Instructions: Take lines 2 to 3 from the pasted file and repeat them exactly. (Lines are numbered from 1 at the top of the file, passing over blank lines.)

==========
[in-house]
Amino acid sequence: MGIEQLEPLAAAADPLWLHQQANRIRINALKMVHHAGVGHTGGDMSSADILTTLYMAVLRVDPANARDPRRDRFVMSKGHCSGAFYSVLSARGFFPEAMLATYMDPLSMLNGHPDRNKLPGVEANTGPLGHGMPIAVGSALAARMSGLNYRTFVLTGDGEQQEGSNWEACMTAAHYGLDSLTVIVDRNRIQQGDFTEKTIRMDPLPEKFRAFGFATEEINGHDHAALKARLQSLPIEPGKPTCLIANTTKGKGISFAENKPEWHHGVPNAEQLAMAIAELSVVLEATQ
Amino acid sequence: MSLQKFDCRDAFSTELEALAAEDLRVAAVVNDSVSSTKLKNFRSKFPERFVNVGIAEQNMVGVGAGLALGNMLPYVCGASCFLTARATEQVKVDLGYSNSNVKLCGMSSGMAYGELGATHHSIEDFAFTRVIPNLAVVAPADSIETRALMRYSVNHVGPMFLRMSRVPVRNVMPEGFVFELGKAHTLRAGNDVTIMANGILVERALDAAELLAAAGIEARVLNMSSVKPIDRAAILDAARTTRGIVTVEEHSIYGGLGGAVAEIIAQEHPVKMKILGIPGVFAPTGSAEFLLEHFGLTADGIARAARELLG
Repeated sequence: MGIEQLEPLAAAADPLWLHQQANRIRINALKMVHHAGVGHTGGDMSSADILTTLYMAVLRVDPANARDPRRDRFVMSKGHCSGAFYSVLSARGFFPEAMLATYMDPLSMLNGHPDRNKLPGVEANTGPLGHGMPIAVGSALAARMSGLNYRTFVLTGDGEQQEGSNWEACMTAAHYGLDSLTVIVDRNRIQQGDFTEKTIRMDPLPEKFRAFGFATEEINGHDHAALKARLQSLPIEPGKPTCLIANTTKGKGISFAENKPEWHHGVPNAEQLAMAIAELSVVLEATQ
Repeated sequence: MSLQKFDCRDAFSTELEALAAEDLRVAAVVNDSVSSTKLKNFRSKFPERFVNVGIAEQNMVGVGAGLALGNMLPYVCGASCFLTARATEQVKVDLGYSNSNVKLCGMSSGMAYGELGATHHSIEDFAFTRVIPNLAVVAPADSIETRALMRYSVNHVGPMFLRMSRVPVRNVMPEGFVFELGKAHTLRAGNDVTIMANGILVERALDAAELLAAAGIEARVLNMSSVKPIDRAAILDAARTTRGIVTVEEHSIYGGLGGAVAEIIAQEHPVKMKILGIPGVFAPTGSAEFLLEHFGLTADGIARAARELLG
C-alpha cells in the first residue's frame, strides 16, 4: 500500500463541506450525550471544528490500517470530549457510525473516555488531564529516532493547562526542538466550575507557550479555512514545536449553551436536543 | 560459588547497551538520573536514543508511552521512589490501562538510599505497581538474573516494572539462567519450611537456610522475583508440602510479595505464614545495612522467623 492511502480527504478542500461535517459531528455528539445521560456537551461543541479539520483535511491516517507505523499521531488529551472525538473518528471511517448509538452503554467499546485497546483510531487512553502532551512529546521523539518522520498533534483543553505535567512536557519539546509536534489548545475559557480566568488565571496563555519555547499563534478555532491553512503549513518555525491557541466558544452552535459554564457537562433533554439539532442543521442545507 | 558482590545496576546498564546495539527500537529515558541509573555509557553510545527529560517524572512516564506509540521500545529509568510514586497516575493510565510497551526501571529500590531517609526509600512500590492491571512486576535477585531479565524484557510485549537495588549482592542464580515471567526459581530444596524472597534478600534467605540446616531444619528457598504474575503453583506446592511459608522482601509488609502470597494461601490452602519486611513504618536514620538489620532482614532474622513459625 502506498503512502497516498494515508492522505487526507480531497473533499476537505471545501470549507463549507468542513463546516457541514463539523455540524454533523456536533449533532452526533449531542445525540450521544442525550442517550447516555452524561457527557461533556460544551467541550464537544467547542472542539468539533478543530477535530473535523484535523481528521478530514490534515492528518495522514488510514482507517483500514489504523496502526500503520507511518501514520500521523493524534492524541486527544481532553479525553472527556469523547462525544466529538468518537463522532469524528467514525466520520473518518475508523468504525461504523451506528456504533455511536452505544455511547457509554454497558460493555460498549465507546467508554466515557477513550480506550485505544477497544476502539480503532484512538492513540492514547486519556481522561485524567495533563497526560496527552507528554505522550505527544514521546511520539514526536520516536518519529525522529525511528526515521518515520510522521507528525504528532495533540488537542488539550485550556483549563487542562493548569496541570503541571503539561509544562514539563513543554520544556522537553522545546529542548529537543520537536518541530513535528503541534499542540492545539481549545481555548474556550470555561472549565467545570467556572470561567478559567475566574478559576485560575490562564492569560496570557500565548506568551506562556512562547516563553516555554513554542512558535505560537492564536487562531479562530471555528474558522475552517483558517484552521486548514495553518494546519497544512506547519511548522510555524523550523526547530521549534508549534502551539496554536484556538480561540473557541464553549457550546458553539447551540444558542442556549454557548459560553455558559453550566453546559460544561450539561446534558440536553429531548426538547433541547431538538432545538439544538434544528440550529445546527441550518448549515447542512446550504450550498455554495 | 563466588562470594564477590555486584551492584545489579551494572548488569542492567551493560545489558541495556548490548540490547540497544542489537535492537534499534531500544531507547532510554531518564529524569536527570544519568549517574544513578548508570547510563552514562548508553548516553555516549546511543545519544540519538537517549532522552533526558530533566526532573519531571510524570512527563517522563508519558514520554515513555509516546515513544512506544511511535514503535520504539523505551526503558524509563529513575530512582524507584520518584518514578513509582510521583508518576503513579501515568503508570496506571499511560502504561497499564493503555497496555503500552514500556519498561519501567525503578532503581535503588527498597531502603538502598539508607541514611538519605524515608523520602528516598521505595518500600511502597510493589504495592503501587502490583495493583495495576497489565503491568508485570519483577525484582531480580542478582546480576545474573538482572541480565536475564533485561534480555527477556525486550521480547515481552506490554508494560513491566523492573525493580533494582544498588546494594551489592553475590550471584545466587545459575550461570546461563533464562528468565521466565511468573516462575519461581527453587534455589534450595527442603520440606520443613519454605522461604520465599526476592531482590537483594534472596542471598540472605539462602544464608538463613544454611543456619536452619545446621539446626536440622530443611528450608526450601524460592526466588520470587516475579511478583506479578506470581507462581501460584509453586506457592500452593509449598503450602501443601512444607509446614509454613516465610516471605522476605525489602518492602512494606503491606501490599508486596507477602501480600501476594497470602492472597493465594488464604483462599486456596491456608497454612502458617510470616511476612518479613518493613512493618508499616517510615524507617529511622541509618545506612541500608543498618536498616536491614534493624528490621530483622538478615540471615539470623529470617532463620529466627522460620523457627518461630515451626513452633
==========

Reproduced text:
Amino acid sequence: MGIEQLEPLAAAADPLWLHQQANRIRINALKMVHHAGVGHTGGDMSSADILTTLYMAVLRVDPANARDPRRDRFVMSKGHCSGAFYSVLSARGFFPEAMLATYMDPLSMLNGHPDRNKLPGVEANTGPLGHGMPIAVGSALAARMSGLNYRTFVLTGDGEQQEGSNWEACMTAAHYGLDSLTVIVDRNRIQQGDFTEKTIRMDPLPEKFRAFGFATEEINGHDHAALKARLQSLPIEPGKPTCLIANTTKGKGISFAENKPEWHHGVPNAEQLAMAIAELSVVLEATQ
Amino acid sequence: MSLQKFDCRDAFSTELEALAAEDLRVAAVVNDSVSSTKLKNFRSKFPERFVNVGIAEQNMVGVGAGLALGNMLPYVCGASCFLTARATEQVKVDLGYSNSNVKLCGMSSGMAYGELGATHHSIEDFAFTRVIPNLAVVAPADSIETRALMRYSVNHVGPMFLRMSRVPVRNVMPEGFVFELGKAHTLRAGNDVTIMANGILVERALDAAELLAAAGIEARVLNMSSVKPIDRAAILDAARTTRGIVTVEEHSIYGGLGGAVAEIIAQEHPVKMKILGIPGVFAPTGSAEFLLEHFGLTADGIARAARELLG